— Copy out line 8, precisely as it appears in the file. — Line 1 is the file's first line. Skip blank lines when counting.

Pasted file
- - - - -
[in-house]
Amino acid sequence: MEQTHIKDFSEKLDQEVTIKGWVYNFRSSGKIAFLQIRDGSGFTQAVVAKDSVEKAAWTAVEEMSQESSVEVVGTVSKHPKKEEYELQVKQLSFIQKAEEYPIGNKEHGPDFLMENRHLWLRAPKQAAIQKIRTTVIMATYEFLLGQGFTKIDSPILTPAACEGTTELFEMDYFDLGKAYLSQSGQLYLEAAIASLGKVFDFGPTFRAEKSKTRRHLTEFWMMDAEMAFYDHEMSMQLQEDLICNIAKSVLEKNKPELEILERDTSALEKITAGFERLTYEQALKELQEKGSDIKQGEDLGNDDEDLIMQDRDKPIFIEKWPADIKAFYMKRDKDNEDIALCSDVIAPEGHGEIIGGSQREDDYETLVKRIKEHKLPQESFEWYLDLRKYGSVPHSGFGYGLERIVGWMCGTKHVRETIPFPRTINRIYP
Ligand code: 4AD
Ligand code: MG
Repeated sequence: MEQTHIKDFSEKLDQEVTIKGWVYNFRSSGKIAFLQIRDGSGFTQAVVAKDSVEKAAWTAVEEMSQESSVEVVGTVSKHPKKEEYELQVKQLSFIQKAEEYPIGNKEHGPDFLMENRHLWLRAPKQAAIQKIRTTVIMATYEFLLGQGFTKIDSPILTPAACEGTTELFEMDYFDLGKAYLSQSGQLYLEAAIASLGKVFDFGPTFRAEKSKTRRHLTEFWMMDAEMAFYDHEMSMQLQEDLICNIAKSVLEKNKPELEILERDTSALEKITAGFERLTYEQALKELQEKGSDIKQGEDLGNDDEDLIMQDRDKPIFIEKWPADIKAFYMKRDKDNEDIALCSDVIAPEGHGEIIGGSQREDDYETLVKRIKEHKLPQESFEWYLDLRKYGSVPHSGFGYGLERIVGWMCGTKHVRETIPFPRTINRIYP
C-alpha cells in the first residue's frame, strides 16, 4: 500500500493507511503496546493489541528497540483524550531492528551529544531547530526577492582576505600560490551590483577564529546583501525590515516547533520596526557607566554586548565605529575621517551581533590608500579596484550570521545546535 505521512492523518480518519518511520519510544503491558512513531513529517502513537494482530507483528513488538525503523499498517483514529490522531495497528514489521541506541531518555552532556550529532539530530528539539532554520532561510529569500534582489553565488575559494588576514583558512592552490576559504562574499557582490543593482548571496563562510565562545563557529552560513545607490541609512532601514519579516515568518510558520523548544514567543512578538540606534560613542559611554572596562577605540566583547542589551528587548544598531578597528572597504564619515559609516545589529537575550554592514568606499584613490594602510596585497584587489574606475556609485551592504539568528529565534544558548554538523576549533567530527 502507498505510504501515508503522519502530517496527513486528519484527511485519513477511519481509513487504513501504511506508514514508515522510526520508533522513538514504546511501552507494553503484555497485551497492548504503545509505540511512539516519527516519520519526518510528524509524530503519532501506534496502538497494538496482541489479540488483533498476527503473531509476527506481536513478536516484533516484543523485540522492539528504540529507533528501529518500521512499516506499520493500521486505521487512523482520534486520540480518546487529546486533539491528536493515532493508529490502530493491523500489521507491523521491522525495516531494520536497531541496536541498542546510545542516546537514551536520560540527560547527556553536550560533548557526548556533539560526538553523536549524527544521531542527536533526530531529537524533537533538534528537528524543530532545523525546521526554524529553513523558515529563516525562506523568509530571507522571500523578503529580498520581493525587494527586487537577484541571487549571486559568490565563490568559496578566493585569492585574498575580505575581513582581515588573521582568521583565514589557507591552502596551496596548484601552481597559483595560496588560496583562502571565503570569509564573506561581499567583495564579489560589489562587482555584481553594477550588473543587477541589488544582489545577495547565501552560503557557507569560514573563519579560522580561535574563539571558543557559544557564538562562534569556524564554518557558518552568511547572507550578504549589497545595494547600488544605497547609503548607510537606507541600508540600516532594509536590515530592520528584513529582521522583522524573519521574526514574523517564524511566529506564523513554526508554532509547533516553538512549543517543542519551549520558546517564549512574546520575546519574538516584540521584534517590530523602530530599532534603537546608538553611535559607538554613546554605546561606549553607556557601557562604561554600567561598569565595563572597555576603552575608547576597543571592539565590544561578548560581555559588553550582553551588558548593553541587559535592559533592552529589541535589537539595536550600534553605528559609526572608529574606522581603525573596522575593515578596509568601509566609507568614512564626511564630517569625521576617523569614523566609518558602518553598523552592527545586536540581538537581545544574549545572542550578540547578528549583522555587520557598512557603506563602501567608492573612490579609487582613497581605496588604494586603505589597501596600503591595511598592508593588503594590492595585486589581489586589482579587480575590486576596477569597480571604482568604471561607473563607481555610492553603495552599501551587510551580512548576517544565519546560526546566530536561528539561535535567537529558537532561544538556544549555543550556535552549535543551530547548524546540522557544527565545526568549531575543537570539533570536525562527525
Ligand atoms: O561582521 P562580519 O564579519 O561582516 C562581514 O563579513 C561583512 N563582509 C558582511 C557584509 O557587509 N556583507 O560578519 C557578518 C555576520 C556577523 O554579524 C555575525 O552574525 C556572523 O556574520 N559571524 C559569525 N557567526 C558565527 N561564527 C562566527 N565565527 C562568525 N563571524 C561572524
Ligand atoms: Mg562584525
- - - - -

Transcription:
Ligand atoms: Mg562584525